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in Fillers and More
Collagen is the most abundant protein in the human body and is the substance that holds the whole body together. It is found in the bones, muscles, skin and tendons, where it forms a scaffold to provide strength and structure.
Endogenously produced collagen (i.e. collagen synthesised by the body) plays numerous important roles in health, with the breakdown and depletion of the body’s natural collagen associated with a number of health problems. As such, exogenous (supplemental) collagen is increasingly used for medical and cosmetic purposes, including to help with healing and repair of the body’s tissues.
What is collagen?
Collagen is a hard, insoluble and fibrous protein that makes up one-third of the protein in the human body. In the majority of collagens, the molecules are packed together to form very similar long thin fibrils.
According to MediLexicon, collagen comprises a family of genetically distinct molecules, all of which have a unique triple helix configuration of three polypeptide subunits known as alpha-chains.
Each chain contains around 1,000 amino acids, and usually features an amino acid sequence consisting of glycine, proline and hydroxyproline.
There are numerous different types of collagen, at least 16 types, but 80-90% of collagens in the body belong to types I, II and III. The collagens in the human body are strong and flexible. Type I collagen fibrils are particularly tensile, and are stronger than steel, gram for gram.
Collagen and the body
Collagen is most commonly found in the skin, bones and connective tissue within the body, providing structural support, strength and a degree of elasticity (in combination with elastin). In particular, collagens can be found in the extracellular matrix – an intricate network of macromolecules that determine the physical properties of body tissues.
In the middle layer of the skin – the dermis – collagen helps form a fibrous network, upon which new cells can grow. Collagen is also required in the replacement and restoration of dead skin cells. Some collagens also function as protective coverings for delicate organs in the body such as the kidneys.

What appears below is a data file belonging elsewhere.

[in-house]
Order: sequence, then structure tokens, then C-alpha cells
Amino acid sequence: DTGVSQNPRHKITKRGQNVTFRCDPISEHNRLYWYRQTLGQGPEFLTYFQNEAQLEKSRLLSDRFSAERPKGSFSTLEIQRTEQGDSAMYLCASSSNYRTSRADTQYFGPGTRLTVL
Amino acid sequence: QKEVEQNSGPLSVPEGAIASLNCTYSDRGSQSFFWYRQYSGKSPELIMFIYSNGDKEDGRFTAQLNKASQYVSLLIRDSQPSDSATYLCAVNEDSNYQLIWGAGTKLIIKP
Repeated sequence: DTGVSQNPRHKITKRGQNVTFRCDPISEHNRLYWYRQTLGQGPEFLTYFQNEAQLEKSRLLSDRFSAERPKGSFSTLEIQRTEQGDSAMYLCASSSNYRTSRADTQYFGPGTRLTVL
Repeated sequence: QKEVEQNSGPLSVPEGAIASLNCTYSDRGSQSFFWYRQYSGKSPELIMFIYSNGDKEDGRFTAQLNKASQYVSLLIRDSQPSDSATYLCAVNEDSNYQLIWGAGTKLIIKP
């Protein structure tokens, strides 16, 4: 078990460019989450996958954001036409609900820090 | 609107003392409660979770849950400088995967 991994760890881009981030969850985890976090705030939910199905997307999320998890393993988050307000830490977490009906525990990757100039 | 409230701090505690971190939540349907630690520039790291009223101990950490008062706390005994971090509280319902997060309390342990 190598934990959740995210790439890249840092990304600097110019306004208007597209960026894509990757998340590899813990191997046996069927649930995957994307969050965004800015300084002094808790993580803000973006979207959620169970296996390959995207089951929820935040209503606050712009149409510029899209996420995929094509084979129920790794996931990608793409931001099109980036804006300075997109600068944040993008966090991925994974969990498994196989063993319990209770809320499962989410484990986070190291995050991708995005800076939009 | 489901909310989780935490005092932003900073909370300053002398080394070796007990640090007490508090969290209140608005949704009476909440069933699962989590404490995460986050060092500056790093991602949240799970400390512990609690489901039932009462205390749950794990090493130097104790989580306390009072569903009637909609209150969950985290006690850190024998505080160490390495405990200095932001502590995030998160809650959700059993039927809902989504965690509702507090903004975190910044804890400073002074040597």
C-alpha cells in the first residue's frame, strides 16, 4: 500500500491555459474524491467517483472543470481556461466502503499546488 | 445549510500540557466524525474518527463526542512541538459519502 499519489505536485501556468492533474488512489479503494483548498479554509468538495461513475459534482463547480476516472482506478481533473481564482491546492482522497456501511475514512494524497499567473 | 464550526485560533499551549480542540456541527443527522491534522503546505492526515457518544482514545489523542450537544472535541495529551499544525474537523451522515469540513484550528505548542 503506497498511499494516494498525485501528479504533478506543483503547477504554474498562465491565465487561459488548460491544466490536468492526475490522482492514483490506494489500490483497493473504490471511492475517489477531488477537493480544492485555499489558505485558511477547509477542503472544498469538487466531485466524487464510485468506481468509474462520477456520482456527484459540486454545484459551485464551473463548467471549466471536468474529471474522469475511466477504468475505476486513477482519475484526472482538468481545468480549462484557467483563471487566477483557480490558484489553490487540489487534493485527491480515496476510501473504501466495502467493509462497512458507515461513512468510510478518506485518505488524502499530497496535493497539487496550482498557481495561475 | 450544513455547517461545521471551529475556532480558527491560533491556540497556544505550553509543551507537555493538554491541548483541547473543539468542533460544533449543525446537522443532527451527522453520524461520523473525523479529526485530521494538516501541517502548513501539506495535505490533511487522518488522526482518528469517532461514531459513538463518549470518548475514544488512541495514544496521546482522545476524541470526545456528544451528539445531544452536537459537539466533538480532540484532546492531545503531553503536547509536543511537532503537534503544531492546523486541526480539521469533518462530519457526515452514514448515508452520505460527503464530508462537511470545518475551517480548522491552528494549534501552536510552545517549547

Collagen production naturally declines with age, reducing the structural integrity of the skin and leading to sagging skin, the formation of lines and wrinkles and the weakening of cartilage in joints.
Collagen is secreted by a variety of different cells, but primarily by connective tissue cells. While young, the body consistently produces collagen, but collagen synthesis begins to decline around the age of 40, with a dramatic reduction in synthesis in women after menopause. By the age of 60 there is typically a considerable decline in collagen production.
Medical uses of collagen
Collagen is resorbable (can be broken down and assimilated by the body), is functionally diverse and is naturally occurring. This means that collagen has several different medical applications and can be used with a variety of medical devices. In addition, it can be formed into compacted solids or lattice-like gels when being prepared for use, making it clinically versatile.
Collagen that is used medically can originate from human, bovine, porcine and ovine sources.
Injections of collagen can improve the contours of the skin and fill out depressions. Collagen can be used cosmetically to remove various lines and wrinkles from the face, as well as scarring (including acne), so long as the scars do not have a sharp edge.
Collagen fillers can originate from human and bovine sources. Use of injected collagen can be restricted in people with severe allergies, and skin tests are typically required before bovine collagen is used.
Collagen is used to fill relatively superficial defects. More extensive defects are usually filled with substances such as fat, silicone or implants.
Within wound healing, collagen attracts new skin cells to the wound site, promotes healing and provides a platform for the growth of new tissue. Collagen dressings are therefore used in order to aid the healing of certain types of wound, including:
- Chronic non-healing wounds
- Exuding wounds
- Granulating or necrotic wounds
- Partial and full-thickness wounds
- Second-degree burns
- Sites of skin donation and skin grafts.
It is advised that collagen dressings are not used for third-degree burns, wounds covered in dry eschar or with patients who may be sensitive to bovine products.
Guided tissue regeneration
Collagen-based membranes have been used in periodontal and implant therapy to promote the growth of specific types of cell. In oral surgery, barriers can be used to prevent fast-growing cells of the gingival epithelium migrating to a wound in a tooth, preserving space there for tooth cells to potentially regenerate.